The terms used to describe the various aspects of risk management are bewildering, even to an experienced project manager. At least I find them bewildering. I'm going to examine some of the terms used to describe risks and the way they are managed and hopefully shed some light on what they refer to and what they mean. I hope to clear some common misconceptions up at the same time.
The first misconception I'd like to address is the meaning of the word "risk". We tend to view that word, especially in the project world, as having a negative connotation. Frequently it does implict a negative consensus, but not always. Actually a risk can have a positive income such as when we risk money on a lottery ticket and our ticket wins. Risks that have a positive output are called opportunities and risks that have a negative exit, such as when we refer to the risk of a car accident, are called threats. We take action to encourage our opportunities, such as buying lots of lottery tickets, and we discourage our threats, such as when we get inoculated against the threat of a flu virus. Both opportunities and threats are forms of risk, the key difference is our approach to managing them.
There is a great deal of confusion around the terms used for our difference approaches to managing risks. We commonly refer to our management of risk as "mitigation". The dictionary definition of this verb is "to make less severe: to mitigate a punishment", or "to lessen in force or intensity, as wrath, grief, harshness, or pain; moderate". While it is true that we mitigate some of the risks to our projects, mitigation is just one strategy used to address potential risk. Sometimes we choose to avoid a risk altar, such as when we respond to the risk of encountering traffic jam on an expressway by choosing an alternate route (we may still risk encountering traffic jam, just not the traffic jam on that expressway).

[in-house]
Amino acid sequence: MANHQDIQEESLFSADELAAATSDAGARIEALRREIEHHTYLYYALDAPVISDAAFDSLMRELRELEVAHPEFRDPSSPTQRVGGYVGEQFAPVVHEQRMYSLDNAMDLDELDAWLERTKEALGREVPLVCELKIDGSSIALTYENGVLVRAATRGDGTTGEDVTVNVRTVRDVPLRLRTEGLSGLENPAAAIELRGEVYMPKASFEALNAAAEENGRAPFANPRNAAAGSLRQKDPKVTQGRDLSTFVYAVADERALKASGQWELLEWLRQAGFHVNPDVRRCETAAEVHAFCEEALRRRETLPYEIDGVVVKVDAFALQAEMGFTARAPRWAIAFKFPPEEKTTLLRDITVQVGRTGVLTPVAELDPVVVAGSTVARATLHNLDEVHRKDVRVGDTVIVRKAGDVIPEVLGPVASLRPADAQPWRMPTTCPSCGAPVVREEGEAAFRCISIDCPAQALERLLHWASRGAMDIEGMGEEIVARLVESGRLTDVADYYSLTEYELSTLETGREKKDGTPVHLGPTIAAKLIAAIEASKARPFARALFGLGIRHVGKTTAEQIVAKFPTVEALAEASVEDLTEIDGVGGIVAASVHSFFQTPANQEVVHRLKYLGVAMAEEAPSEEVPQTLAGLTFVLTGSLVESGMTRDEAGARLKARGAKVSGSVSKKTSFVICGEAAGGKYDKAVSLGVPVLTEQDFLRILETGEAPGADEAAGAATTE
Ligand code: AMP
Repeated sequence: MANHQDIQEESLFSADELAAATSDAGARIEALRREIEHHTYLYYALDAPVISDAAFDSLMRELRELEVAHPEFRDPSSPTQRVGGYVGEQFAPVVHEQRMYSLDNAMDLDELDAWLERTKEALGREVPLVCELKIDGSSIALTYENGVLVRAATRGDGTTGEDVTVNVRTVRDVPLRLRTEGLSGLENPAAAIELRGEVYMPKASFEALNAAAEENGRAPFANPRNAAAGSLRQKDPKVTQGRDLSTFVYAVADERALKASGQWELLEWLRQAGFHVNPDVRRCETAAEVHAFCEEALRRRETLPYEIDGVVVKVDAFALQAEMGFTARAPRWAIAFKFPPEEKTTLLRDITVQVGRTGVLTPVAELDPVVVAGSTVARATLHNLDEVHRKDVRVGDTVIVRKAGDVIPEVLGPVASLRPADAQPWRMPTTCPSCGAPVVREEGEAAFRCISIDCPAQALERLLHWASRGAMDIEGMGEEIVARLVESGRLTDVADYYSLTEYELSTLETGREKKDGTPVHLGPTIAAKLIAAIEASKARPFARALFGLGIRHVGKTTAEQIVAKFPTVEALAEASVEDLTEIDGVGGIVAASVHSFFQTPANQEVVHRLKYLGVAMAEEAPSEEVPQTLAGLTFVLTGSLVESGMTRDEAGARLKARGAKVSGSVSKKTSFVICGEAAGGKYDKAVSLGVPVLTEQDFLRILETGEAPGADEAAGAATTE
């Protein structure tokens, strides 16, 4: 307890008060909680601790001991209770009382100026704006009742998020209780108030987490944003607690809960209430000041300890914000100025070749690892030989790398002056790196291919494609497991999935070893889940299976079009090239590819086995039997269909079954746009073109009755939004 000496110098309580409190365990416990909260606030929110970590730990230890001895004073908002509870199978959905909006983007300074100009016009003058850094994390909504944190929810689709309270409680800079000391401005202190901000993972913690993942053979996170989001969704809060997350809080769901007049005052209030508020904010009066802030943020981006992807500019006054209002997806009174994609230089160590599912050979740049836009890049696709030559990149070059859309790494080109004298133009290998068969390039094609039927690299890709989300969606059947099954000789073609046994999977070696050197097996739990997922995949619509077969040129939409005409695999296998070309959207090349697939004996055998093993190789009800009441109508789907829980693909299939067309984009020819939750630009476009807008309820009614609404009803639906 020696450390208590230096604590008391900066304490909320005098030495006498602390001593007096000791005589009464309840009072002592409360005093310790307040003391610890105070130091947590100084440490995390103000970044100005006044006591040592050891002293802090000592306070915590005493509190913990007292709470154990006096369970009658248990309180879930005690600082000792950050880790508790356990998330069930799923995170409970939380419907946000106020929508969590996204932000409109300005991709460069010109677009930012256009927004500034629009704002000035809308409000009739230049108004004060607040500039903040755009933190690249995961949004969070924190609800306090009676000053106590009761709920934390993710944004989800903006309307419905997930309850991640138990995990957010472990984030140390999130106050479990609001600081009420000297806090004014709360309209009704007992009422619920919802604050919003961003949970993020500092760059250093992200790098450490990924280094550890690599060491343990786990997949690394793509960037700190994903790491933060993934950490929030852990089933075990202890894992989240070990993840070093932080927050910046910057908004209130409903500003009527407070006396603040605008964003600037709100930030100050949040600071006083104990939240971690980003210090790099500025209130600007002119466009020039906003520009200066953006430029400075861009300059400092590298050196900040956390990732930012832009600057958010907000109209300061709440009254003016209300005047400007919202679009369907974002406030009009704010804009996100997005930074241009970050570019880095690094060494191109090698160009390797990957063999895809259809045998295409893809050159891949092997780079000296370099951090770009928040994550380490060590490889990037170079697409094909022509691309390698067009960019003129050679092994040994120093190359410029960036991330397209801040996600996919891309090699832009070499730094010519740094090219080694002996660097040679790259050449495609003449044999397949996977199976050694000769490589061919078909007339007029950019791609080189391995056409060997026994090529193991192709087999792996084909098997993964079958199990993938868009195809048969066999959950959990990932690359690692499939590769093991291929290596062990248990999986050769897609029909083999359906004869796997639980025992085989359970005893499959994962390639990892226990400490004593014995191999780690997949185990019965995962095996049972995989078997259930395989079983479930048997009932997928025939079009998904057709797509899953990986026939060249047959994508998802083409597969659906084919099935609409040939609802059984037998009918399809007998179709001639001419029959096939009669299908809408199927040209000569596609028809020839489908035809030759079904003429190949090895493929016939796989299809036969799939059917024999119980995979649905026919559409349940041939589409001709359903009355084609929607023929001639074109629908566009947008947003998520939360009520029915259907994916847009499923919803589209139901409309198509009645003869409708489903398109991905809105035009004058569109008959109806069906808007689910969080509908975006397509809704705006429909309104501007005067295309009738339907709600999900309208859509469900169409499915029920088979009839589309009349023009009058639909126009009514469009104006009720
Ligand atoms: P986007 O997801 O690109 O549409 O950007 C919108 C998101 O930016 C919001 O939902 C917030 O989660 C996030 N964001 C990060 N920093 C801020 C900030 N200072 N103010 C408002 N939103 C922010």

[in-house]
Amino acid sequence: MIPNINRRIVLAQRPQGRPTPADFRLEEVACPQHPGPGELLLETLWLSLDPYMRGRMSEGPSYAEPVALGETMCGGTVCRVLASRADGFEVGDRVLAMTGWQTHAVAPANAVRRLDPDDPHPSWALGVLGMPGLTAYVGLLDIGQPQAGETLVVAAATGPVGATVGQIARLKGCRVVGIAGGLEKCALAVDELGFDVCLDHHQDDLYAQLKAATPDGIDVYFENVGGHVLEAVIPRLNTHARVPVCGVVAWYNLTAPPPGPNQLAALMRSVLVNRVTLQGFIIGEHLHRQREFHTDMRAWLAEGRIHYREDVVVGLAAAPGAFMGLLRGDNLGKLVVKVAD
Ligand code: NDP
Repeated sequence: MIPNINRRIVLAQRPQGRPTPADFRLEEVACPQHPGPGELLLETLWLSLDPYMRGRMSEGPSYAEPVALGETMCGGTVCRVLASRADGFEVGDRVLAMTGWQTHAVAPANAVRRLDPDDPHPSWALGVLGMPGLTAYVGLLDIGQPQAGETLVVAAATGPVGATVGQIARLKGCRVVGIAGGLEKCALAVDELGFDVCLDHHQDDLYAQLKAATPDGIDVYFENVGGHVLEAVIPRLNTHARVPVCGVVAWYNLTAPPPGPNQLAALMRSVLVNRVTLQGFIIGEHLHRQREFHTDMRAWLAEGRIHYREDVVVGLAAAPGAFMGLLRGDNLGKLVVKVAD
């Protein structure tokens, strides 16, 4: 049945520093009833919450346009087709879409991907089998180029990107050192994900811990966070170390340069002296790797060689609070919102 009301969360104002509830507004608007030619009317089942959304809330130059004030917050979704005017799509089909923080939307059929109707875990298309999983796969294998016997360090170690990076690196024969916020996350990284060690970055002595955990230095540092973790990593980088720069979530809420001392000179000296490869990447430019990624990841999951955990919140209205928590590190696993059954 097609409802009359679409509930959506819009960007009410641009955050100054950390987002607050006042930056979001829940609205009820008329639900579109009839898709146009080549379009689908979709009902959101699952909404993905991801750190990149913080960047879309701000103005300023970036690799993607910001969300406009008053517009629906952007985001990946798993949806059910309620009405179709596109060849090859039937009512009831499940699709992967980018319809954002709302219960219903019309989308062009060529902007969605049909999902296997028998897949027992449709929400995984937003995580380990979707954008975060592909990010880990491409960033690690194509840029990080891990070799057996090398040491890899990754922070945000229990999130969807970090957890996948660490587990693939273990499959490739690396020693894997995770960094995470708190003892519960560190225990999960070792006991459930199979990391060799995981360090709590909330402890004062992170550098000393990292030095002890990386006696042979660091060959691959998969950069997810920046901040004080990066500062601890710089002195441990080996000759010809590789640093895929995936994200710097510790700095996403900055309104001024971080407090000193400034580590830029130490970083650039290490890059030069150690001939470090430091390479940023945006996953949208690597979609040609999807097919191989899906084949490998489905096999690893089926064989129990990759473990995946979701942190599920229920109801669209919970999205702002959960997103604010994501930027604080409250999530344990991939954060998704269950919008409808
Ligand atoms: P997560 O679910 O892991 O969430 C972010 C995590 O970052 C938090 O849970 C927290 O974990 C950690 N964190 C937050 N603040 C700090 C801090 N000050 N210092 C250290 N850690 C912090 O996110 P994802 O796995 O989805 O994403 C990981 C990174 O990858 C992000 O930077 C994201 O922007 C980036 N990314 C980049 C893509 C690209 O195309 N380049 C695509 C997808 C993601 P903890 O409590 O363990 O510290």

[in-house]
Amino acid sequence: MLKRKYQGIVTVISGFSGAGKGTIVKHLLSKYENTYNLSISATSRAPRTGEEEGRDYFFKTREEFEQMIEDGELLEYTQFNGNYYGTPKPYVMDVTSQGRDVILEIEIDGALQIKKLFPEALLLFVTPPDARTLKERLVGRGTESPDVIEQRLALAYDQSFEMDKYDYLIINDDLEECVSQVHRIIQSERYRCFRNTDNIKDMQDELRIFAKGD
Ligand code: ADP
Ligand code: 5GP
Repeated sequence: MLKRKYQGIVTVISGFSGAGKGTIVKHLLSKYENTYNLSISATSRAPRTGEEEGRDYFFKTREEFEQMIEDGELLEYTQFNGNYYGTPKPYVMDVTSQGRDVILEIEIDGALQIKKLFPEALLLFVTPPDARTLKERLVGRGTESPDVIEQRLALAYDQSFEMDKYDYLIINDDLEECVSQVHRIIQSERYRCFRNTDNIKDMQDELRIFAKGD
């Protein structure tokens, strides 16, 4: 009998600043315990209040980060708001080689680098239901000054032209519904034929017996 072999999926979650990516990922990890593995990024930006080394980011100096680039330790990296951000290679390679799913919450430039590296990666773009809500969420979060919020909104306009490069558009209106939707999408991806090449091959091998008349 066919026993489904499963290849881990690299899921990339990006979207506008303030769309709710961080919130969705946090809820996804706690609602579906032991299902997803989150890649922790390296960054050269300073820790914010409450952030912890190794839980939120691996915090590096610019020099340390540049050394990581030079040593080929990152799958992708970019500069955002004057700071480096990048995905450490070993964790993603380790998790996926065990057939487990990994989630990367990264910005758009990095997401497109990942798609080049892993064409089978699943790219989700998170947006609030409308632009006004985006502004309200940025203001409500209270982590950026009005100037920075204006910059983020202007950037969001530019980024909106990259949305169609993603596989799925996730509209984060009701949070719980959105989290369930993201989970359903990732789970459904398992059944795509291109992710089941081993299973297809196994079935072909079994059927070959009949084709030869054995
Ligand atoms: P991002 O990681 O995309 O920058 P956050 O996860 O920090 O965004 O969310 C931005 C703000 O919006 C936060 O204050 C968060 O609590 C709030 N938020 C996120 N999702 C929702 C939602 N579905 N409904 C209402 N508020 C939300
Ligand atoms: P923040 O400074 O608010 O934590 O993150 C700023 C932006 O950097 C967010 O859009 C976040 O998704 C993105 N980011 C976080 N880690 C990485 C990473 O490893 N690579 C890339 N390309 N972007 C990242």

Transference is another term used to describe our response to risk. The classic example is when we buy insurance on our car to deal with the risk of an accident. We are not necessarily reducing the chance of an accident, or even reducing the impact of the accident, we are simply reducing the impact on us should the risk event (the accident) happened by sharing the financial burden with the insurance company. There are other types of transference. Outsourcing work to an organization with more skill and experience in performing the work than we have is another example. In that case, our intent is to reduce the likelihood of the event happening by having someone more skilled and experienced do the work. We may also be reducing the impact on ourselves, depending on the type of contract we choose.
Mitigation is the strategy we use when we can not avoid the risk altogether and we can not transfer the risk, or do not want to. …